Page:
In a speech at Harvard Thursday, Sen. Richard Blumenthal, D-Conn., promoted proposals that would change and limit the operations of a tribunal that approves wiretaps and other surveillance for the FBI and National Security Agency.
Blumenthal, a member of the Senate Judiciary Committee, has plunged into a fracas in Congress touched off by revelations by Edward Snowden, a former NSA contractor, regarding the NSA’s snooping on Americans.
At the center of the controversy is the Foreign Intelligence Surveillance Act, or FISA. It established courts that oversee federal law enforecment’s requests for surveillance warrants against suspected foreign intelligence agents.
Current law also allows eavesdropping on domestic soil without warrants as long as the “target” is a noncitizen living abroad.
Blumenthal has introduced two bills that would rein in some of those surveillance powers.
One would create a special advocate that would argue in FISA courts on behalf of the right to privacy. Another would reform how judges are appointed to the FISA courts to ensure that the court is geographically and ideologically diverse.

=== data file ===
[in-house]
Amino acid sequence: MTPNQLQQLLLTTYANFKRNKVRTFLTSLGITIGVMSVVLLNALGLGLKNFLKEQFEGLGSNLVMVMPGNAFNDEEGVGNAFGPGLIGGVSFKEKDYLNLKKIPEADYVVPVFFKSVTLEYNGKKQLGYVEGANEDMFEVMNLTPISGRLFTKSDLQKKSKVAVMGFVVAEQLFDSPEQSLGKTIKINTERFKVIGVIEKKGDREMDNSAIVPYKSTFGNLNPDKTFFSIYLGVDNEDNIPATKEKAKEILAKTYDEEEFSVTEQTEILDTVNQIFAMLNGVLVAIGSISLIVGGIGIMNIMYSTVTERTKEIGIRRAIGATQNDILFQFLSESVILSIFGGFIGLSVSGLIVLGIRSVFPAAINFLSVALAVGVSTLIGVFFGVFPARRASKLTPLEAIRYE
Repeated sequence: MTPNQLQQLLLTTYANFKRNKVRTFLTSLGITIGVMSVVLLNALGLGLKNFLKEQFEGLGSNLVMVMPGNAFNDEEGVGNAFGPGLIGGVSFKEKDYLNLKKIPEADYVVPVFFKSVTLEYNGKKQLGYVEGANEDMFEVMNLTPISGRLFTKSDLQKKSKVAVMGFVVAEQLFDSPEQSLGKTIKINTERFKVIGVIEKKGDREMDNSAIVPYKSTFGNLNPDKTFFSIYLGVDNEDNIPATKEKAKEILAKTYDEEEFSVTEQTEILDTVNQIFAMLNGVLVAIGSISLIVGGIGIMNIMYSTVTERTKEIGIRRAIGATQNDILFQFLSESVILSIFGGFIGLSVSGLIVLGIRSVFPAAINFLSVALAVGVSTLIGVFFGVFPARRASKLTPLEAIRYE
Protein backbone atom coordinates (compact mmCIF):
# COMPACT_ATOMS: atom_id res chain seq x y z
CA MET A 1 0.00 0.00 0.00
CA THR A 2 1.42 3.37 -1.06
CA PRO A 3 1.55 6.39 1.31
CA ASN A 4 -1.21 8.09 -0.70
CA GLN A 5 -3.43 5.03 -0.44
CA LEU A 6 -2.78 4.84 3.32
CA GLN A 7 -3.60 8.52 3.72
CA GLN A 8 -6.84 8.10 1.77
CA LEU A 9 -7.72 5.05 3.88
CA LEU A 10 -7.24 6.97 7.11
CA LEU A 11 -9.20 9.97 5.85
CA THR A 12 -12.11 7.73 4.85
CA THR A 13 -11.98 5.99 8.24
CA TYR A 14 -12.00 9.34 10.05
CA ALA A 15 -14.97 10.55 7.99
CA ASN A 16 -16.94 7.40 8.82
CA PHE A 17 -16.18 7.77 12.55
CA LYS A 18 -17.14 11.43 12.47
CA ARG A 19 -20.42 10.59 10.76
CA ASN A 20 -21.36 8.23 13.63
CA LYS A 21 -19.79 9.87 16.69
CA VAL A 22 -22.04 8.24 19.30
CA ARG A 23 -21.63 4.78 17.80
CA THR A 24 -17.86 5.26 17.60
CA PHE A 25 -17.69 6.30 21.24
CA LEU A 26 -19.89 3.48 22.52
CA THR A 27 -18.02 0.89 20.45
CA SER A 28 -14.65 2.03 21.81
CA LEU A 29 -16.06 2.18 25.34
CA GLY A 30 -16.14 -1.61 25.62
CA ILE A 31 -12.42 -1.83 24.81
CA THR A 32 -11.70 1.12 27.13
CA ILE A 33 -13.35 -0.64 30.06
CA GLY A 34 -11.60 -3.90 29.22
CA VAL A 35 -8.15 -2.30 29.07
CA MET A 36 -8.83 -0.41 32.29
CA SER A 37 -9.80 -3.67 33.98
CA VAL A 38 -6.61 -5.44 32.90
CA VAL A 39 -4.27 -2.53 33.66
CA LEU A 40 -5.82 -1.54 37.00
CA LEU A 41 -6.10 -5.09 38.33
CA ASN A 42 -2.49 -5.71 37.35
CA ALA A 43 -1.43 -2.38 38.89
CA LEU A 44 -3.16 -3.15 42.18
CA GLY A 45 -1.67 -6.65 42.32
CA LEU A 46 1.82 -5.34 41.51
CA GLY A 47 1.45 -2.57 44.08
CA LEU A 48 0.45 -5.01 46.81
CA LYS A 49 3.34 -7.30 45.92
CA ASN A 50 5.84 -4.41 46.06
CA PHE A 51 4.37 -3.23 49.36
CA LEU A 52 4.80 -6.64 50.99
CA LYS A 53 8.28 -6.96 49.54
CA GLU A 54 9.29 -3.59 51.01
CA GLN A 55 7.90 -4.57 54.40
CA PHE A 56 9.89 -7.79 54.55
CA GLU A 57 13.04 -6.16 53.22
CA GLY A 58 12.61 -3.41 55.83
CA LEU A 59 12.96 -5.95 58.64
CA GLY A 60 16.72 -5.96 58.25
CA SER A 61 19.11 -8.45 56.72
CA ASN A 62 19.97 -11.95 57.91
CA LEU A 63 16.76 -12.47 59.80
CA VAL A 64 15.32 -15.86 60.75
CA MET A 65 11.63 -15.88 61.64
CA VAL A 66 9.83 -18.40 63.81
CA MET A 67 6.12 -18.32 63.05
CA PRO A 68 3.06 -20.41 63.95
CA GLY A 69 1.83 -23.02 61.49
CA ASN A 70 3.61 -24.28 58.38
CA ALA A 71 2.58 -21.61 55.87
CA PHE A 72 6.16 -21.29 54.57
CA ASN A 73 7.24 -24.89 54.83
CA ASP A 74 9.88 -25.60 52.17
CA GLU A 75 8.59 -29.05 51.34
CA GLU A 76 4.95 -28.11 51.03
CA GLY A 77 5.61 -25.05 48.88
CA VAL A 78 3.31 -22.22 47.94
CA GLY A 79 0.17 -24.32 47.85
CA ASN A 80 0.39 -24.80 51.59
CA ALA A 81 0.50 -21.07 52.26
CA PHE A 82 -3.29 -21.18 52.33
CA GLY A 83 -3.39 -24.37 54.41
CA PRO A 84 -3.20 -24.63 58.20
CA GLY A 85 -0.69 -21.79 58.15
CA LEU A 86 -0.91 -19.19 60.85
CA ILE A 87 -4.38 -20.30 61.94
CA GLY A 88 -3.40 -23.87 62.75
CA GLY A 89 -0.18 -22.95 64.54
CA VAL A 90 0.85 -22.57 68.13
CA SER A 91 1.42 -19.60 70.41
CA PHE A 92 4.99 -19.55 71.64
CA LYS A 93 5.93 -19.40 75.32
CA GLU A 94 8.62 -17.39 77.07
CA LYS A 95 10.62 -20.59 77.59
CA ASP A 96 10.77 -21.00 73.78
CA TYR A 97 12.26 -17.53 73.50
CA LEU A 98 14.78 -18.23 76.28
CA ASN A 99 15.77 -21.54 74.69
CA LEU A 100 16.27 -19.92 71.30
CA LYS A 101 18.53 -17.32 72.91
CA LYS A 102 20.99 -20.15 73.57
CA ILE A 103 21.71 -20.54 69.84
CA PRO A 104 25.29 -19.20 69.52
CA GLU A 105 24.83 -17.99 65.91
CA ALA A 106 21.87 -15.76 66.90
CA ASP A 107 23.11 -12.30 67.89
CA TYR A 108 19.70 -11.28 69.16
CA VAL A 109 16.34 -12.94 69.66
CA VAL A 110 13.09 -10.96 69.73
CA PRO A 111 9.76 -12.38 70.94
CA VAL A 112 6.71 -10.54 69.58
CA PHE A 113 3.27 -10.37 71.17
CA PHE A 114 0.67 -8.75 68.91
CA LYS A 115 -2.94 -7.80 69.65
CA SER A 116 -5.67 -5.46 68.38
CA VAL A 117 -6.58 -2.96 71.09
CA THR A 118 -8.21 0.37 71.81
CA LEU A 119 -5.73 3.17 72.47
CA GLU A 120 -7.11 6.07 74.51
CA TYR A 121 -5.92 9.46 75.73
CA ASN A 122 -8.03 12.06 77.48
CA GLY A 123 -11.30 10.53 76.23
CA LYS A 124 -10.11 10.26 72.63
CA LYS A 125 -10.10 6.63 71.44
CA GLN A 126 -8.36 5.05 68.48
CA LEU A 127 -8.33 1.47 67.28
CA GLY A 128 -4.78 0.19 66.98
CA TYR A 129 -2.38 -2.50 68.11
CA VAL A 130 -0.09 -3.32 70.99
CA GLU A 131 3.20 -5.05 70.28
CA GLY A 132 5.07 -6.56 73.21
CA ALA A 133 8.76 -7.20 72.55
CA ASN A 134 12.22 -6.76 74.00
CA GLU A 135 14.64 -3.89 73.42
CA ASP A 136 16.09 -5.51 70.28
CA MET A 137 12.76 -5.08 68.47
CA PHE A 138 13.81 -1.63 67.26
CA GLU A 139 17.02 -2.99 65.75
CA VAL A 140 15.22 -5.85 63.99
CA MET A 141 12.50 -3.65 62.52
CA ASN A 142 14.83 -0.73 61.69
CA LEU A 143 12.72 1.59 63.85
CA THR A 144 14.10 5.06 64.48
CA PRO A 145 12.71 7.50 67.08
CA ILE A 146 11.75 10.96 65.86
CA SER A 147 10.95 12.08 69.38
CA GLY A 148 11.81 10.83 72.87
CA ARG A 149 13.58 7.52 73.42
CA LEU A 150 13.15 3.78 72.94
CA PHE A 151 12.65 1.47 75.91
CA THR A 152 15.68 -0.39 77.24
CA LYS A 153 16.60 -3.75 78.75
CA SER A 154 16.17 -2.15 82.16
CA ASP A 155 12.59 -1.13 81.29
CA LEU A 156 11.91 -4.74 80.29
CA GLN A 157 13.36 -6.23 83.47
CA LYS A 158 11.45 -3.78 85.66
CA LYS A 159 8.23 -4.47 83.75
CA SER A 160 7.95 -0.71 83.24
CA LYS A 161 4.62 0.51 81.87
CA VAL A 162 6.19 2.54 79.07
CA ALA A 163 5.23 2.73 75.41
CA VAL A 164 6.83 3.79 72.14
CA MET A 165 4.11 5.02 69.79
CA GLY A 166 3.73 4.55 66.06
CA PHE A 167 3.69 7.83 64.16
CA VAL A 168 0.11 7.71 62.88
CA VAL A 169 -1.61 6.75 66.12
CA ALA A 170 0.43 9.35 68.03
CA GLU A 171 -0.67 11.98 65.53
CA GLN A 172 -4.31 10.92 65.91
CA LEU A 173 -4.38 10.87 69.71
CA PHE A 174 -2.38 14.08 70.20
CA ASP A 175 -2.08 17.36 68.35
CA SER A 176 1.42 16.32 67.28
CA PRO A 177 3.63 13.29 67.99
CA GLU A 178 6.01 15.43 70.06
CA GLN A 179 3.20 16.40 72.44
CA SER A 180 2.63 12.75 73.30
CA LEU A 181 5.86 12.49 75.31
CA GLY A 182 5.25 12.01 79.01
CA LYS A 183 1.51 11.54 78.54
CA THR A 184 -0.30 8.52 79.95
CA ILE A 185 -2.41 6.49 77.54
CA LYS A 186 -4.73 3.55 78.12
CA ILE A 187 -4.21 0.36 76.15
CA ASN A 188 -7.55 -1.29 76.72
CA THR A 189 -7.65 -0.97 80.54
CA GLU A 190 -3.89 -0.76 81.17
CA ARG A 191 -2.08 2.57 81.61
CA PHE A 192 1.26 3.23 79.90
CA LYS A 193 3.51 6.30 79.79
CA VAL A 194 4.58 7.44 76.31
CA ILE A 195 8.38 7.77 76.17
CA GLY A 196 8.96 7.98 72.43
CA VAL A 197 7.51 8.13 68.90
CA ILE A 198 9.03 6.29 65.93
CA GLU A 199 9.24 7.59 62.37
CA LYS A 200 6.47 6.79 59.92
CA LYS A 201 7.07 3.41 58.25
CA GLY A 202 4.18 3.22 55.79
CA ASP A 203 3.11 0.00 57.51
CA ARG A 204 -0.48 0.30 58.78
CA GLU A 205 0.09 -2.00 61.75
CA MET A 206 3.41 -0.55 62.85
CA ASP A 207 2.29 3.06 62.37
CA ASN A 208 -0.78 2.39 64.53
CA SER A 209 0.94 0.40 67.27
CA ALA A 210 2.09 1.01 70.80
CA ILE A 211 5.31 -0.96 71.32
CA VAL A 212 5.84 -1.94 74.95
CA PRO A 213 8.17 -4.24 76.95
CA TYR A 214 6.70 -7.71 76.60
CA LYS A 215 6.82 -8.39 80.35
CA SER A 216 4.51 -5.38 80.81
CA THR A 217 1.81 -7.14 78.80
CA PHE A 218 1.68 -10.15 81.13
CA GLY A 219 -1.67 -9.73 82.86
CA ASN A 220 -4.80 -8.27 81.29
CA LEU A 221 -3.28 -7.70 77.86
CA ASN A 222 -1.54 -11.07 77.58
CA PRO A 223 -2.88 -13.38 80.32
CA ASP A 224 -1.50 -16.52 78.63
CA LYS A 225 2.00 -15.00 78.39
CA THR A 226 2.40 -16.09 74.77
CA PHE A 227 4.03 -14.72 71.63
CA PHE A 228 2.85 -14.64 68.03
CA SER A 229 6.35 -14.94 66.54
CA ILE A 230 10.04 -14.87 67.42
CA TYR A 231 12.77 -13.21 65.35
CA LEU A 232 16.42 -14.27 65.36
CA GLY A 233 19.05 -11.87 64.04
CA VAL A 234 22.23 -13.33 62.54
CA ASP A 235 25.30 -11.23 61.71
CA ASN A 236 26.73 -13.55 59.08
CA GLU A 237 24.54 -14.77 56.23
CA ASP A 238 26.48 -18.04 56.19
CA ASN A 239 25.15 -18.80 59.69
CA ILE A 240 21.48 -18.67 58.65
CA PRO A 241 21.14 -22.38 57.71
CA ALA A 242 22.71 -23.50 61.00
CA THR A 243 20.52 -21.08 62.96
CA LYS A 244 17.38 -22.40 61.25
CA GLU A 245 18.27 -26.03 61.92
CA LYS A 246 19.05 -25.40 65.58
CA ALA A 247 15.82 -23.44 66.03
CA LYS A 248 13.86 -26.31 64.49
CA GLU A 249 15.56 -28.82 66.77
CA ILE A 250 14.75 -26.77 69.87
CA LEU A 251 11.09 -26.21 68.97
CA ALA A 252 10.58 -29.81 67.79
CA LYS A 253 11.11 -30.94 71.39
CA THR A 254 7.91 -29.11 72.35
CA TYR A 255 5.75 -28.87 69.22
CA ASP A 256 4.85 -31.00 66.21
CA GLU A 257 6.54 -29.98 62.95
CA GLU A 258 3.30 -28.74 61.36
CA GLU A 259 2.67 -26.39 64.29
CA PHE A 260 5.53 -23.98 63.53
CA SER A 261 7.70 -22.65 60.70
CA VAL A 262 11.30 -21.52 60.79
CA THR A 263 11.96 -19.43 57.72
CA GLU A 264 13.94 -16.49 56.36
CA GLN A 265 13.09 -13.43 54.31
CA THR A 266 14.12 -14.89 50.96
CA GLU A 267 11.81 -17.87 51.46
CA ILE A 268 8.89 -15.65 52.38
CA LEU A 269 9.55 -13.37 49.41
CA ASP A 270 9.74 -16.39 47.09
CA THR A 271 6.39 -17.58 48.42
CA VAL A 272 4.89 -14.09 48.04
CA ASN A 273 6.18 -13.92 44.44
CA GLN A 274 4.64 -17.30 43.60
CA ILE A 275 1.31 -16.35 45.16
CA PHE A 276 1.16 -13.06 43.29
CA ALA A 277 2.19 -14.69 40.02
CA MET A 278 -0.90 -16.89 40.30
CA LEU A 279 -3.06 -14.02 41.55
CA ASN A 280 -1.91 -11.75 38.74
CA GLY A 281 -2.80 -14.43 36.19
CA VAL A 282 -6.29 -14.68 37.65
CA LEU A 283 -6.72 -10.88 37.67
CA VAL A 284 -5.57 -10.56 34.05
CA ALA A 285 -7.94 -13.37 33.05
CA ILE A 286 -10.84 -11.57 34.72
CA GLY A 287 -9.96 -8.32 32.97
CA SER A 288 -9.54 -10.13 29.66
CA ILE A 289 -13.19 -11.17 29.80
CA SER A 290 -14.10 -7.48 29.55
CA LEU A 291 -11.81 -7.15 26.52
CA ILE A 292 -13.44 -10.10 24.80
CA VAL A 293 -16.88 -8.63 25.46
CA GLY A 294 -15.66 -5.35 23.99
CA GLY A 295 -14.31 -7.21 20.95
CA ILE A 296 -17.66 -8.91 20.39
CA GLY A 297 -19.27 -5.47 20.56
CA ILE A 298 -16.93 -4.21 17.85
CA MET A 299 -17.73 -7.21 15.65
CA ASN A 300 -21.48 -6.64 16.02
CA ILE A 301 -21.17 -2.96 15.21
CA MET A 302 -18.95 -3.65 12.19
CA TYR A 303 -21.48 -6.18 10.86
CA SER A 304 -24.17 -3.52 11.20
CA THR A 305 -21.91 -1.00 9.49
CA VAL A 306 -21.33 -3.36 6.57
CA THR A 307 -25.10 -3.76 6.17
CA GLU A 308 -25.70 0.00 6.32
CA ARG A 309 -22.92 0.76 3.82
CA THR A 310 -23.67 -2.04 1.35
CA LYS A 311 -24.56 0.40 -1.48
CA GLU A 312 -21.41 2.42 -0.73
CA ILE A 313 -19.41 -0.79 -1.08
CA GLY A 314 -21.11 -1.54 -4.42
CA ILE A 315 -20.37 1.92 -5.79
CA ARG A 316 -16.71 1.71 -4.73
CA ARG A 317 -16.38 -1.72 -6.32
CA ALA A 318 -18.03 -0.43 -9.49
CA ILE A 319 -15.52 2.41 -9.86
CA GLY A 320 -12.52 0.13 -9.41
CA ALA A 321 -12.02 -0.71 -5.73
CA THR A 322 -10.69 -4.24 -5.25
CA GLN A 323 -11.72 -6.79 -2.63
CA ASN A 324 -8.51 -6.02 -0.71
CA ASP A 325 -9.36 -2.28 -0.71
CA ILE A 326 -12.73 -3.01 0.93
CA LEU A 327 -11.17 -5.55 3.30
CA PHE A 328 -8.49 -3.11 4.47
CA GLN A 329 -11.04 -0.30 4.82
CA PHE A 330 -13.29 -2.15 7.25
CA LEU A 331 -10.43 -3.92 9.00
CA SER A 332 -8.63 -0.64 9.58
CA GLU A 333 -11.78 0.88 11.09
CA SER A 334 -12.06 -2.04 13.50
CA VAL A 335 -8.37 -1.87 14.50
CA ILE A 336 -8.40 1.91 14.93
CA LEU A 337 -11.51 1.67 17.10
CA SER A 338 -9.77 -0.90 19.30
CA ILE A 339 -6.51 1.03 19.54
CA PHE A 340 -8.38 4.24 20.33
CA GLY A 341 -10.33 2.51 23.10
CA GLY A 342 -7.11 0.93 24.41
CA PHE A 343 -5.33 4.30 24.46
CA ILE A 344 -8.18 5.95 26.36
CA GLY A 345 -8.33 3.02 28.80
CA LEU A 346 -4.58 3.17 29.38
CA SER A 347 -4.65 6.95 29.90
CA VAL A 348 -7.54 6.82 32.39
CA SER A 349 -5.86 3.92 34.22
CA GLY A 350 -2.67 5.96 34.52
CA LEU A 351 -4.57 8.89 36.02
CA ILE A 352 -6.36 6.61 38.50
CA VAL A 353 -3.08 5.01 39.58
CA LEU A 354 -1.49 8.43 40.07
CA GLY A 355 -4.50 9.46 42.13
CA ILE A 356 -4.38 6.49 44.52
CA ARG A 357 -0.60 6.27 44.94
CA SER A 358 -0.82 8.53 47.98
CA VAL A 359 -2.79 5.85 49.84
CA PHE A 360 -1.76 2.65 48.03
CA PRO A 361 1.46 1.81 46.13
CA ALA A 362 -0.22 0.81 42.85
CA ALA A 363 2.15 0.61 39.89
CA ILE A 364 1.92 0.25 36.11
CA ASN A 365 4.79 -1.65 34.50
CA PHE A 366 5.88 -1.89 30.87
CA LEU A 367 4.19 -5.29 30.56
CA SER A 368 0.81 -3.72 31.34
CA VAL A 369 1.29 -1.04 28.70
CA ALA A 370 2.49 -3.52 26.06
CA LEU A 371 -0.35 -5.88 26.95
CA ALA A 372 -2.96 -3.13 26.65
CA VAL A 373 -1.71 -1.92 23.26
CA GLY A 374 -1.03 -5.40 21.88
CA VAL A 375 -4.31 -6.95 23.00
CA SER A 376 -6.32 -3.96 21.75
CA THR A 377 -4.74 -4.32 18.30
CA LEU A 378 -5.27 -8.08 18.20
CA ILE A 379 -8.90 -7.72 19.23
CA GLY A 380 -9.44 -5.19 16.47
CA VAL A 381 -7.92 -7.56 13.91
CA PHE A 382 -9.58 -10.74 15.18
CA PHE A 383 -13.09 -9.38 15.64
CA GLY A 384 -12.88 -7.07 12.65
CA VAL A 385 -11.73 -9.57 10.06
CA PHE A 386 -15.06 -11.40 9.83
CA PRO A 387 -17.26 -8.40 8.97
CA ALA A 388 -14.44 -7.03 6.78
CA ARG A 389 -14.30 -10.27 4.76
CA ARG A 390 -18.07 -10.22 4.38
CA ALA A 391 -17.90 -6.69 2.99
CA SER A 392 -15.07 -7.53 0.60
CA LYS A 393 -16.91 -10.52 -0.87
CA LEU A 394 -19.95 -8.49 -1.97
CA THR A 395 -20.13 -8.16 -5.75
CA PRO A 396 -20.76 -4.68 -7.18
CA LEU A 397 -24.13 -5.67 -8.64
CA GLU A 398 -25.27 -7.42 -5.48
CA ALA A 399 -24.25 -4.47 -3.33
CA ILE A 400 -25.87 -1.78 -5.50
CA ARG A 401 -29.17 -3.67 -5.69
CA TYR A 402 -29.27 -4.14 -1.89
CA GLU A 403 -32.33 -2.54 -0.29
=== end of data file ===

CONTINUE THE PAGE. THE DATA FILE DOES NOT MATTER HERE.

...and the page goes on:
“My view is that they fail to reflect the diversity that our federal judges do across the country,” Blumenthal said.
The 11 FISA court judges are appointed by the chief justice of the Supreme Court. All of the judges sitting on FISA courts today were appointed by Chief Justice John Roberts, who was nominated to the Supreme Court by a Republican president, George W. Bush. In addition, East Coast judges are overrepresented on the FISA court.
A FISA court’s proceedings are secret, heightening distrust, Blumenthal said. “It’s a black box.”
Blumenthal has no Republican support for his proposals. But he said Sen. John Cornyn, R-Texas, has expressed interest in the idea of a special advocate.
Even if Blumenthal’s proposals don’t become law, they are likely to be part of Congress’ discussions about FISA courts and the NSA when lawmakers return from their August break.
Snowden’s revelations about the breadth of NSA spying has put pressure on Congress to do something -– despite White House warnings that the NSA needs its broad surveillance powers to fight terrorism.
And there’s no indication the controversy over the NSA will abate soon.
On Thursday, the New York Times, citing an unidentified intelligence officer, said the NSA is not just intercepting email communications of Americans who are in direct contact with foreigners targeted overseas, but it is also casting a far wider net for people who cite information linked to those foreigners.
“New revelations about the size and scope of the surveillance are surprising everyone,” Blumenthal said.
He also said his Connecticut constituents are contacting him in fear that their privacy rights have been violated.
The senator insisted his legislation would strike a balance between “security and liberty.”
He also said Congress should act soon since the “trust and credibility” of the NSA and other federal agencies are at risk.